I'm going to keep this simple. There is a big con going on, and it is outrageous.

Tuesday night's "Memo" is using some information developed by Rolling Stone magazine, which did a good job on this cap-and-trade deceit.

Cap-and-trade, it's easy. The feds tell heavy industry what they can spew into the air. If a company goes over the emission amount, they must buy so-called carbon offsets from another company. So the companies that keep emissions low make money, and the companies that spew lots of gunk make less money. Of course, the gunk companies will pass their higher costs on to us, but hey, no program is perfect, right?

Now, less gunk in the air is good. A cleaner planet means better health for all of us. But already, India, China, Mexico and other countries have told President Obama they will not limit emissions. They don't really care about global warming. So even if we cap-and-trade all day long, the Earth will continue to be dirty.

But that's not the con. Here it comes. Some big corporations will make billions off this cap-and-trade deal. Let's take one vivid example.

Goldman Sachs is a goliath investment company that pays very little tax. In fact, last year in the teeth of the recession, Goldman made more than $2 billion in profit and, according to the Associated Press, paid its CEO Lloyd Blankfein about $43 million. Let me repeat: Old Lloyd made $43 million bucks in 2008. But Goldman Sachs paid zero in federal income tax. Let me repeat: Goldman made $2 billion and paid nothing in federal tax.

A quick aside: President Obama and the Democrats want to raise taxes on high-earning Americans to pay for health care. But Goldman-Sachs gets a pass.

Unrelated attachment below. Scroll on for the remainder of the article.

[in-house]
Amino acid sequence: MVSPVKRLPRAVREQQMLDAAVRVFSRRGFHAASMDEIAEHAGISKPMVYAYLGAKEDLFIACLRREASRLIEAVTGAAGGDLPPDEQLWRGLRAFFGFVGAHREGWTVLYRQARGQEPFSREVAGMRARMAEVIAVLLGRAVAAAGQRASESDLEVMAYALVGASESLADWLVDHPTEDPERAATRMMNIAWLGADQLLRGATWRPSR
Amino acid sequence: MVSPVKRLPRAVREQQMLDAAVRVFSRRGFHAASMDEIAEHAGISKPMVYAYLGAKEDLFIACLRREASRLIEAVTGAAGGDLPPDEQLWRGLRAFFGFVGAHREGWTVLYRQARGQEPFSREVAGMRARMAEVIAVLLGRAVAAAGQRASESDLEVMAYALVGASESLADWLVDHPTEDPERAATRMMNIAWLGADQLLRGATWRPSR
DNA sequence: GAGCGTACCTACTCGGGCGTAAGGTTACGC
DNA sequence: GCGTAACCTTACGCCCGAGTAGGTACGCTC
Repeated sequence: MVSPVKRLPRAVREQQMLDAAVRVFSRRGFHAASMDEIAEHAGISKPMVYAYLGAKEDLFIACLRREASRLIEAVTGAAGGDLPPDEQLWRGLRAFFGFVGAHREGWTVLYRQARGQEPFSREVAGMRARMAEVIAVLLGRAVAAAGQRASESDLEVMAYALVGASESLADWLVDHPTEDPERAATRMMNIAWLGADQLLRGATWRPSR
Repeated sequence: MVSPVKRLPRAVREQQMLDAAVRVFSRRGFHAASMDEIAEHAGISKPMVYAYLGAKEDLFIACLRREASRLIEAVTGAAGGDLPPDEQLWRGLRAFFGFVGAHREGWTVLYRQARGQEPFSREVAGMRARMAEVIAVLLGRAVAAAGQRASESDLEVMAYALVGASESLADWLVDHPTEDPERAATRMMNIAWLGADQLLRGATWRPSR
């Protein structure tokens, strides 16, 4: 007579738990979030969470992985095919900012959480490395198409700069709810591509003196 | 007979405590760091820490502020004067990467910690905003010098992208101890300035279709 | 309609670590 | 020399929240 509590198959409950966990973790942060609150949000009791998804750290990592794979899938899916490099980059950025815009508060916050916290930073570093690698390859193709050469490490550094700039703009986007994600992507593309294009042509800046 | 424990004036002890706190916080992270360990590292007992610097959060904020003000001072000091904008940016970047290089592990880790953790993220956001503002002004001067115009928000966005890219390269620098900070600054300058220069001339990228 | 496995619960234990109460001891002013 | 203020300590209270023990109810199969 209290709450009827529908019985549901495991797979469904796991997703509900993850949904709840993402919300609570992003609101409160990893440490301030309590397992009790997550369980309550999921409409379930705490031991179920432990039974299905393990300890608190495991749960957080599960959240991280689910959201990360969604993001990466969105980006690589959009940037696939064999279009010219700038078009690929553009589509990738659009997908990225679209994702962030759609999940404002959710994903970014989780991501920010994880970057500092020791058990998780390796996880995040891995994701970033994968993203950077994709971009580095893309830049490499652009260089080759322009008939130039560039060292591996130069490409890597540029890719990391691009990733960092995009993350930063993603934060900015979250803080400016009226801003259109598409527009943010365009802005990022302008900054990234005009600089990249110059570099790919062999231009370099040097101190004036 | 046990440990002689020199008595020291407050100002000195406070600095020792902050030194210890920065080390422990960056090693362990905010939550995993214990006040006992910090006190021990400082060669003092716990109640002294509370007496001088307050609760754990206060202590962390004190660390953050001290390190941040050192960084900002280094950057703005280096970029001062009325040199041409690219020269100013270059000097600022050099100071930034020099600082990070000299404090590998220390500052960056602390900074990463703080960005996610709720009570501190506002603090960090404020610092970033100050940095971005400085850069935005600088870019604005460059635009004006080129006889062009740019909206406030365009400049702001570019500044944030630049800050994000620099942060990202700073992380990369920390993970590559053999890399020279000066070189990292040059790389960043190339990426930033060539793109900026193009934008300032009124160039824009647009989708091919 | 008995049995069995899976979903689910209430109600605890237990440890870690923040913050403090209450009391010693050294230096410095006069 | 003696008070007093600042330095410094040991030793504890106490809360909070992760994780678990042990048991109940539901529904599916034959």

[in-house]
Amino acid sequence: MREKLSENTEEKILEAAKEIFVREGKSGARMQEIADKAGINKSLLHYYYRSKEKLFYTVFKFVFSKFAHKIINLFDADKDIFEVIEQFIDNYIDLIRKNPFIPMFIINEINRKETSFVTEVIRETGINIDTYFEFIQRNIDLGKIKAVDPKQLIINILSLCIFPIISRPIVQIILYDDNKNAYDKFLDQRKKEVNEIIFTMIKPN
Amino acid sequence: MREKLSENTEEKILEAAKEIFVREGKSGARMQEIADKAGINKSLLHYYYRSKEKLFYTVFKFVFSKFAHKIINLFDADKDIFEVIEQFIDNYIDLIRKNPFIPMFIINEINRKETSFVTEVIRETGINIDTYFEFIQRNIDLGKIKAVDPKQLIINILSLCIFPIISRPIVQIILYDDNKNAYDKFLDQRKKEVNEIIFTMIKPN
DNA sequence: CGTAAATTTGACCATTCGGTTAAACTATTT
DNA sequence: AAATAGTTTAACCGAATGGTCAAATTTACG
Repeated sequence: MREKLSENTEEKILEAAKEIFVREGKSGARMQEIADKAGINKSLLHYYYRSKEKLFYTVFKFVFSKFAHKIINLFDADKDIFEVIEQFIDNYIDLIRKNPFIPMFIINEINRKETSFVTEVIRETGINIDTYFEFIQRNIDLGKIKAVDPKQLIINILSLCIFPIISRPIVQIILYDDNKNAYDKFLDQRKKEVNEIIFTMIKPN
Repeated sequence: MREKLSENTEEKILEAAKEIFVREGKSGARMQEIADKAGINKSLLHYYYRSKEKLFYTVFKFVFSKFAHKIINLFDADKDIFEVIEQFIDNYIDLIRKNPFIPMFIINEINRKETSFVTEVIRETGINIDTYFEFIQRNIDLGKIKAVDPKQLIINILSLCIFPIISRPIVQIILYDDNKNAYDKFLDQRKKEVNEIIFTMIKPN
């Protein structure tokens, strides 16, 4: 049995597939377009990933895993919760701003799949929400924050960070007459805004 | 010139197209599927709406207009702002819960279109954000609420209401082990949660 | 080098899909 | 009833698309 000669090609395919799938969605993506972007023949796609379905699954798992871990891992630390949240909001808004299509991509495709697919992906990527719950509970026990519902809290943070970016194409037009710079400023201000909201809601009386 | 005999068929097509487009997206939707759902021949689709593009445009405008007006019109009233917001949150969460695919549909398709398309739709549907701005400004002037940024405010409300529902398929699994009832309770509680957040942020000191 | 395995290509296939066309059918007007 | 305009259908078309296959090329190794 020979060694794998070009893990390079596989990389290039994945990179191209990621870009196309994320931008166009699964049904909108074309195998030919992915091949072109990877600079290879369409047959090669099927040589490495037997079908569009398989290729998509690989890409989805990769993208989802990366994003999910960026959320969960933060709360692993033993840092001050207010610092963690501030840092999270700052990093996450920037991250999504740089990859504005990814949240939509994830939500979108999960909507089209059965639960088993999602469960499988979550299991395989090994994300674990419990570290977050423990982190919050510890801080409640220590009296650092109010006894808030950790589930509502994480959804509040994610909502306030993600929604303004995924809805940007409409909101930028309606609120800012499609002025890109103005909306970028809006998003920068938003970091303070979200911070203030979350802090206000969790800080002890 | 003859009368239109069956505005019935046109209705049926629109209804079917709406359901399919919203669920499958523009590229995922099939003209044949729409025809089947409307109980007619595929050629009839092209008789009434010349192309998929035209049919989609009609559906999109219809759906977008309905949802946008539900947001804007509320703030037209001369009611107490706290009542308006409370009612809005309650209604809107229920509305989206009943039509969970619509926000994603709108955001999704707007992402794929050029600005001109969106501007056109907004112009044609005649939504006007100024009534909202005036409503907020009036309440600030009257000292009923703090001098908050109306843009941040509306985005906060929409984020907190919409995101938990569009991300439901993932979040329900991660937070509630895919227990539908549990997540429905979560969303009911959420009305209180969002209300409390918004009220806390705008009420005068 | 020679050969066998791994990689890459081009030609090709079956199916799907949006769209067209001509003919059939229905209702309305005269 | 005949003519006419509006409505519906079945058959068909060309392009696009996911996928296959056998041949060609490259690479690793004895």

Back to cap-and-trade. Goldman owns a 10 percent stake in the Chicago Climate Exchange, where the cap-and-trade deals will be made. On each deal a commission will be paid. Goldman Sachs stands to vacuum up money. Did I mention the company pays very little tax?

Also, Goldman employees gave President Obama's campaign close to $1 million. Did I mention that?

Ready for more? Guess who has also invested heavily in cap-and-trade? Hello, Al Gore. He's started a company named Generation Investment Management, which will also profit big time if the cap-and-trade deal becomes law. Since Al Gore launched his global warming crusade, his net worth has increased 5,000 percent to more than $100 million, according to Investors Business Daily. As they say on Wall Street, Mr. Gore is hot. Pardon the pun.

So let's recap. Global warming is bad, but cap-and-trade will not affect it much because China and India will continue to pollute. Big corporations like Goldman Sachs and big guys like Al Gore could make many millions of dollars off cap-and-trade, while the regular folks will pay more for just about everything.

That definitely sounds like change — change Mr. Gore and Goldman Sachs can believe in.

And that's "The Memo."

Pinheads & Patriots

The State Farm Insurance company did a nice thing on Monday. It donated $5,000 to the Boys & Girls Clubs of America for every home run hit in the All-Star Home Run Competition, won by Milwaukee Brewer first baseman Prince Fielder. In the end, $665,000 will go to the kids, so State Farm is patriotic.

On the pinhead front, we don't need no bleepin' bathing suits. 232 skinny-dippers set a Guinness World Record for naked swimming at a resort north of Phoenix, Arizona. Since it's about 115 degrees in Phoenix, clothing can be optional, but it might be wise to pick your spots.

By the way, working out long before skinny-dipping might be a plan, if you know what I mean. As for the dippers, you decide if they are pinheads.

You can catch Bill O'Reilly's "Talking Points Memo" and "Pinheads & Patriots" weeknights at 8 and 11 p.m. ET on the FOX News Channel and any time on foxnews.com/oreilly. Send your comments to: oreilly@foxnews.com